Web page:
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Making Choices…

Caregivers and health professionals often make a lot of choices for people with special needs. We tend to make choices related to what they should eat, where they should go, and what they should do. We plan their activities so that it will be therapeutic and help them learn new skills. However, a study done by Research in Autism Spectrum Disorders shows just the opposite. They found that when adults with autism were allowed to choose their own leisure activities, they learnt more from it. Their social and interaction skills improved when they were given the opportunity to choose between a range of activities.

It’s not just about leisure, but I have a feeling this concept will work in every area of intervention for autism. Teens and Adults with autism may show a lot of improvement if they are given respect, space and allowed to make their own decisions. In my own experience of working with people with psychiatric disorders, allowing them to choose helps improve motivation and performance.

So, next time you plan activities for a person with autism, give them choices. There may be many reasons why they choose one over another. It could be sensory issues, social issues, or just interest. Whatever be the reason, they can make the choice that works best for them. Moreover, giving them opportunities to make small decisions will help them learn to make bigger decisions that are required for independent living.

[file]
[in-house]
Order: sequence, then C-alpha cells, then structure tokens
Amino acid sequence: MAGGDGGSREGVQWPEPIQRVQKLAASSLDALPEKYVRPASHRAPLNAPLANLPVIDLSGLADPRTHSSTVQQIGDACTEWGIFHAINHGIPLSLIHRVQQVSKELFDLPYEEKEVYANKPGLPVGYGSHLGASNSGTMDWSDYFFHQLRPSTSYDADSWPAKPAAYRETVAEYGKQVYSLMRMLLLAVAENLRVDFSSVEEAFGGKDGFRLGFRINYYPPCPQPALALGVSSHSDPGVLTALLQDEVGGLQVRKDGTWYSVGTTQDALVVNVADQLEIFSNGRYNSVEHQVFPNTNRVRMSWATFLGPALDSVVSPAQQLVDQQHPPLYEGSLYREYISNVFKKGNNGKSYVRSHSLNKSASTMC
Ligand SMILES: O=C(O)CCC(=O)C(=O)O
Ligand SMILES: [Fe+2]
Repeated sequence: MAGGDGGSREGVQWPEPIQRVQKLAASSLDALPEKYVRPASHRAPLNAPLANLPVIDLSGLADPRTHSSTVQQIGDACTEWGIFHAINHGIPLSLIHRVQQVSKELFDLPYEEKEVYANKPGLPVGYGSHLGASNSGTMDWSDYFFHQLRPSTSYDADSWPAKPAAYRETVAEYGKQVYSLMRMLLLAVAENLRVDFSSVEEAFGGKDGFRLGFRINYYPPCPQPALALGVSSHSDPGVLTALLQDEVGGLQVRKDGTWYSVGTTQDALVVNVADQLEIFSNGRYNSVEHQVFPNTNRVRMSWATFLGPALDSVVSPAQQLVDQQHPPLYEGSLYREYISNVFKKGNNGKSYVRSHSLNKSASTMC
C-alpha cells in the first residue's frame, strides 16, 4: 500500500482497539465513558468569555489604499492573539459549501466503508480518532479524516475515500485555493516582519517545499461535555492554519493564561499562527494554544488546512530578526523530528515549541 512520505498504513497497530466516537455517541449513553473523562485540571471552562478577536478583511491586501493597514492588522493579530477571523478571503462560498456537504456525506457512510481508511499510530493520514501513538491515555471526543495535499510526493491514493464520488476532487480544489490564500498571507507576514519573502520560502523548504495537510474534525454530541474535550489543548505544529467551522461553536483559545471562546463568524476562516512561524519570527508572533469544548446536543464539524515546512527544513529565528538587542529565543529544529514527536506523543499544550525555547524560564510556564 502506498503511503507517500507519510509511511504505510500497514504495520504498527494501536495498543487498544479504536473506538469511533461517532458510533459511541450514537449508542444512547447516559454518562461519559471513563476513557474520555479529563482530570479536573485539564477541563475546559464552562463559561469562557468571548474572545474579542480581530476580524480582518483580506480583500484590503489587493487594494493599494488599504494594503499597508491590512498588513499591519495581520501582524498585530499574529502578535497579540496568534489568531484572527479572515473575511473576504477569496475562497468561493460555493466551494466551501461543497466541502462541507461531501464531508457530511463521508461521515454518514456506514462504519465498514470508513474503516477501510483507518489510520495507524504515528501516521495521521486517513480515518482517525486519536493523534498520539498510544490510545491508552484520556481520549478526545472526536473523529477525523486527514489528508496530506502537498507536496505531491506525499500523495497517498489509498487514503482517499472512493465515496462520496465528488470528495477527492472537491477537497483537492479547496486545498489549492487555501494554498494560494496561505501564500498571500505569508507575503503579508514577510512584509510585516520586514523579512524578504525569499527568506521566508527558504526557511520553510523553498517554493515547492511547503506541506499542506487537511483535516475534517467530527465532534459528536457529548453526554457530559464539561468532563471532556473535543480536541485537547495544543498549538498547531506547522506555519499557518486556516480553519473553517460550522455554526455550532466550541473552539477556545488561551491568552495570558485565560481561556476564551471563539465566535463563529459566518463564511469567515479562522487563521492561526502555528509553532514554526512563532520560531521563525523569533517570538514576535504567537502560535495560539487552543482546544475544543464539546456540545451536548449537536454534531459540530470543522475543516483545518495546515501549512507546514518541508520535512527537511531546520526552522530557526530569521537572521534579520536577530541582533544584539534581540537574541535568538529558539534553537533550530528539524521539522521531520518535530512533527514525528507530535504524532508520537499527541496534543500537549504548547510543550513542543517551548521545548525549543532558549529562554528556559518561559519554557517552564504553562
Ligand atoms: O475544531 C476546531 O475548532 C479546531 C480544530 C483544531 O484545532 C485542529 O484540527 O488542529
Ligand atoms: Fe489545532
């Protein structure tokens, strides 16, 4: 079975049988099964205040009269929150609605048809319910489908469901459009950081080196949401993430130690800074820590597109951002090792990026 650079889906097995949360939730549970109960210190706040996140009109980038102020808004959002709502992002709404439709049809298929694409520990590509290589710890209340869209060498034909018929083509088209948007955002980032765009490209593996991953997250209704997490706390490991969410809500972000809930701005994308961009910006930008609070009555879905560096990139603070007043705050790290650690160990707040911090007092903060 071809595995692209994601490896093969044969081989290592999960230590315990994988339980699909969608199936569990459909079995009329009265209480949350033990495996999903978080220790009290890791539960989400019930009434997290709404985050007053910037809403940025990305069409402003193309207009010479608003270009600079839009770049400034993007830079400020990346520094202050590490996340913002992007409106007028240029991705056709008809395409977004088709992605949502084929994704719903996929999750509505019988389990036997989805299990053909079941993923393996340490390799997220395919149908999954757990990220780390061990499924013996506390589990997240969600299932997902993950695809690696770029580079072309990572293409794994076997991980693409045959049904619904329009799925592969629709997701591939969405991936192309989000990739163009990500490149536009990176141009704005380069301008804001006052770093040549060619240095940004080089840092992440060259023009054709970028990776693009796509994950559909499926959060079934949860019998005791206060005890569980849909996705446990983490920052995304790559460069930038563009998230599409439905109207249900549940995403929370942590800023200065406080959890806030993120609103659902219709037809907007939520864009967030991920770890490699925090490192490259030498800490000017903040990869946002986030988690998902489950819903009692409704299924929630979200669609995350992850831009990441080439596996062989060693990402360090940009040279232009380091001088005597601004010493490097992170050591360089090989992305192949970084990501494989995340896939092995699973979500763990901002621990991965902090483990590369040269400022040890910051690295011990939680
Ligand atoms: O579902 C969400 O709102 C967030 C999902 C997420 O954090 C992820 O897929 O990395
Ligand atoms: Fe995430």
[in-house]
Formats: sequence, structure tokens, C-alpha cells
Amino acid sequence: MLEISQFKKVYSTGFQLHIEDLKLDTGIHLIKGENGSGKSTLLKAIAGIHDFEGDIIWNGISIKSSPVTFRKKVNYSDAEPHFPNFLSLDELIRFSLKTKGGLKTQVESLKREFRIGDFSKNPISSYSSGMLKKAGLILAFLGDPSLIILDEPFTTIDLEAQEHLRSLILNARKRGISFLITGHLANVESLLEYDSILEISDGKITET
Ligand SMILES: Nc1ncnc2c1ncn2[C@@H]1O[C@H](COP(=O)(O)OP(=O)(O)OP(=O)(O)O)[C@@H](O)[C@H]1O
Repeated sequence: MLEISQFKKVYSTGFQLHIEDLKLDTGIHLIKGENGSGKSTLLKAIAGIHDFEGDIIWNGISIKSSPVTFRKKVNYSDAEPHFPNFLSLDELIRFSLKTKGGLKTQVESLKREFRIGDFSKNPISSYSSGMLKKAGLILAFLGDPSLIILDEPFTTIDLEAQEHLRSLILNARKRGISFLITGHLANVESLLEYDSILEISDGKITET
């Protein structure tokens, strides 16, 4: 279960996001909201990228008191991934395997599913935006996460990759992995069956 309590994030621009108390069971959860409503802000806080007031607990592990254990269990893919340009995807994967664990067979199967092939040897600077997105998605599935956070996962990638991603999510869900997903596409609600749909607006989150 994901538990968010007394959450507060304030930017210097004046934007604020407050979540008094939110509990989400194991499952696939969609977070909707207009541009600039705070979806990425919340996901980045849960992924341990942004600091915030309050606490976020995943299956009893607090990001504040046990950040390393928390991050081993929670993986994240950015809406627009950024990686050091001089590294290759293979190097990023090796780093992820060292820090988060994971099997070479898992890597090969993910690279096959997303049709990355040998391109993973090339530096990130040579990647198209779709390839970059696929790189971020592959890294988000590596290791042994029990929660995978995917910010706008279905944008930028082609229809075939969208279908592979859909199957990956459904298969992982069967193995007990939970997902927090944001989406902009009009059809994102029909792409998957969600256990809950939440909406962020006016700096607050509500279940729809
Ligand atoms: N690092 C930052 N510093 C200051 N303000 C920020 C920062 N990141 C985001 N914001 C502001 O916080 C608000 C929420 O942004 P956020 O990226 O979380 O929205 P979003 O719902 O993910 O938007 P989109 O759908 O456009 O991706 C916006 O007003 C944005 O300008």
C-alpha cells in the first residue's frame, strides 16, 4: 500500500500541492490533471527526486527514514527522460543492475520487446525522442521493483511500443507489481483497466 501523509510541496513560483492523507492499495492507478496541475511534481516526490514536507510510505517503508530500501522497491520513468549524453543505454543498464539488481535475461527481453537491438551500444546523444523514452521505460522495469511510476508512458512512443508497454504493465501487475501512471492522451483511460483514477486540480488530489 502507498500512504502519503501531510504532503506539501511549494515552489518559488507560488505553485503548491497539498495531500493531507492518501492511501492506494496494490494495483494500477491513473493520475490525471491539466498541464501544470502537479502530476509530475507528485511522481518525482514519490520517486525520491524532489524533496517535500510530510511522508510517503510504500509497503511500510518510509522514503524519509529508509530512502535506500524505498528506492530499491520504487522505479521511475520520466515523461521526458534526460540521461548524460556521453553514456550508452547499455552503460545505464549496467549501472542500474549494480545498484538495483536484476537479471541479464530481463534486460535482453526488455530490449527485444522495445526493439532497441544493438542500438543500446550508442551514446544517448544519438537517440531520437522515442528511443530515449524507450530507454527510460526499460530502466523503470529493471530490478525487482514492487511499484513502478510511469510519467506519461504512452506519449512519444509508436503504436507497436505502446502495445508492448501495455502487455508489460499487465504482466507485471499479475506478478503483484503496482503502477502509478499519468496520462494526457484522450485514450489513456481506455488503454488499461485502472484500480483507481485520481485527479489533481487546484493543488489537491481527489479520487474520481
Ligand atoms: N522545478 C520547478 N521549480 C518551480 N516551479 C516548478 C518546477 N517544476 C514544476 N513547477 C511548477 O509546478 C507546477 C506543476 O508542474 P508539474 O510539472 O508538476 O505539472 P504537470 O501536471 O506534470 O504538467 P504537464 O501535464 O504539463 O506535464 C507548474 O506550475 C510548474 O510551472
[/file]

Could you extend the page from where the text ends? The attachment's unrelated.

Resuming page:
Read more about this study at http://live.psu.edu/story/51689

Picture Credit: Dcubillas, Wikimedia Commons, Available athttp://commons.wikimedia.org/wiki/File:Tiga_Crossroads.jpg

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1 comment to Making Choices…

  • When my daughter was in school, she was not allowed to go into community with the other students because of behavioral outbursts. After she finished school, I made community outings a daily part of her routine, but instructed her caregivers to show her pictures of the various locations she might go and let her choose. I told them to give her time to choose whether or not to get out of the vehicle when they arrived at the destination. If she changed her mind and refused to get out of the car, then I told them to show her other pictures and let her make another choice. I told them to allow her to choose how long to stay and when to leave. For the past 3 years she has gone into community with her staff for 5 hours per day to multiple locations with minimal behaviors, even though transitions have always been difficult for her. Sometimes it works to leave for 5 or 10 minutes, go for a drive and come back to the first destination and by then she is ready to revisit the idea. Respect and choice work!

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